The proudest day of my life was when I was accepted to Stony Brook University — the school of my dreams. I didn’t open the letter right away, weighing the envelope in my hands. When I finally tore it open, I felt relief and exhilaration. I was one step closer to my dream of becoming a high school English teacher.
My mom was the first person I told and the first person to congratulate me. We celebrated over lasagna she had made just for the occasion. It was a huge deal for us; I’m the first one in our family to go to college.
But my dreams are in jeopardy now. On Monday, the Trump administration announced it was ending Temporary Protected Status for Salvadorans. T.P.S. is the program that has allowed my parents to live and work in this country with legal authorization for decades. The security once felt by my family — and about 200,000 other Salvadorans like us — has suddenly been ripped from under our feet.
My acceptance and enrollment into college is as much a reflection of my parents’ hard work as it is my own. As two immigrants who fled El Salvador, they’ve always put me and my two sisters first. They’ve worked factory jobs for years, and when I was young they held several jobs at the same time. They coordinated their schedules to make sure that at least one of them was always home with us kids. All they wanted was a good education and a brighter future for their children.
When I got into Stony Brook, I finally felt that I had something tangible to show my parents that justified their hard work and sacrifices. Now I’m a senior preparing to graduate in the fall, and I want nothing more than to have them at my graduation ceremony.
I’m a United States citizen, as are my sisters. I first realized that my immigrant parents, who are not citizens, could be under attack during President Trump’s candidacy. Before that, I’d taken for granted that my parents would remain protected. After all, their family is here. Their jobs are here. Their friends are here.
But then I saw Mr. Trump using the campaign to scapegoat all kinds of immigrants and refugees, and I realized that they might come after us, too. After the first presidential debate, my mom asked me if it was true that Mr. Trump could really take away T.P.S., and I didn’t know how to respond. I was paralyzed by the prospect of telling them that we could lose this protection, and that our lives could be thrown into disarray and that we may be split apart.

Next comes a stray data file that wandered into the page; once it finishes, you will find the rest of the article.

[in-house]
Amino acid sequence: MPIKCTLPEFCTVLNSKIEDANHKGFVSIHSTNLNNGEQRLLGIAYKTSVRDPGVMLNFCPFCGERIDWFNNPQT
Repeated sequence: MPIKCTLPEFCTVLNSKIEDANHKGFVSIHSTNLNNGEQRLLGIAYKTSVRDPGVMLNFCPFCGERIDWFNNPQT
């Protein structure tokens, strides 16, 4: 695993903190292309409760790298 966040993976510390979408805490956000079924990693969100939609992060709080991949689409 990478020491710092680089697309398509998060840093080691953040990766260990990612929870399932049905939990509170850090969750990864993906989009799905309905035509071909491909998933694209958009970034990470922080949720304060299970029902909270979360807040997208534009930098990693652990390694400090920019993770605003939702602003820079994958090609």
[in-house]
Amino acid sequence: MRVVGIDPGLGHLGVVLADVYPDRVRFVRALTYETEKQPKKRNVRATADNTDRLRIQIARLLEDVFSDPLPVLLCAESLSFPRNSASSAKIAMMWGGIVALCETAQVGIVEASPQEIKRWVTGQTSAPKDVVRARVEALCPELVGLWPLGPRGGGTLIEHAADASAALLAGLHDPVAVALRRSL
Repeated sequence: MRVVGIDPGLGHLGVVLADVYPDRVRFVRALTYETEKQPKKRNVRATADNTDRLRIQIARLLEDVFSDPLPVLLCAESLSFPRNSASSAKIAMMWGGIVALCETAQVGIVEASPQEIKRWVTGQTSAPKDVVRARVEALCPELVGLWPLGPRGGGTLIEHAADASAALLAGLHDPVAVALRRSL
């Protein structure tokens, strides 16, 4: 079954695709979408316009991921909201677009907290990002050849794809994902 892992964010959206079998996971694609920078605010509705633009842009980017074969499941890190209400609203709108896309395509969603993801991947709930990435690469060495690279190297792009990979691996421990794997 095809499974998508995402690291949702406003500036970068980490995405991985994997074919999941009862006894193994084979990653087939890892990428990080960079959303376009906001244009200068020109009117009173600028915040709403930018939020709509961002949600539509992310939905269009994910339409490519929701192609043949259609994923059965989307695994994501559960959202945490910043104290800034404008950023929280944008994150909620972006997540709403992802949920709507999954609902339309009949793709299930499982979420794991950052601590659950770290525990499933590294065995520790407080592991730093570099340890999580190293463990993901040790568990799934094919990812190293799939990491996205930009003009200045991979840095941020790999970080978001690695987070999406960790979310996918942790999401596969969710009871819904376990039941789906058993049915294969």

Now with T.P.S. ending, our family has to think seriously about what will happen if my parents are sent back to El Salvador. My No. 1 concern is my parents’ survival. We know how difficult the situation is in El Salvador, considered among the most violent countries in the world. We have family members who have been threatened, and that fear kept my parents from trying to visit their native land for years. What’s more, my parents may be too old to find decent jobs there.
I fear for my younger sisters. At 18 and 20, they still need my parents. After the news this week, one of my sisters offered to take a semester off to work and raise money for our family, knowing that we may need savings to get through this difficult time, especially if my parents are forced to relocate. My mother responded with the same poise and determination she’s shown since arriving in this country. “No, mi hija, you have to keep studying. It’s your future that matters most,” she said. When I was growing up they showed me what it means to be part of a family, part of a community. My sisters need that, too.
I feel the weight of responsibility for my parents’ sacrifices. I know that it’s my turn to stand up and speak up for them. The Trump administration is creating another crisis for immigrant communities, and young American citizens like me have no choice but to tell our stories, call our legislators and demand that our families’ hard work and contributions to this country be acknowledged and rewarded. We, and T.P.S. holders from across Central America, Haiti, Liberia and various other countries, deserve to continue living here without fear of being separated.
Our future should not be at the whims of any particular administration eager to use us as political pawns. T.P.S. holders like my parents are deeply integrated into the fabric of our communities. Congress has to step up and provide a solution that would provide a permanent status for hundreds of thousands of T.P.S. holders like my mom and dad. Our families are as American as any other family. It’s time we be treated that way.
Rodman Serrano is a member of Make the Road New York, the largest grass-roots community organization in New York offering services and organizing the immigrant community.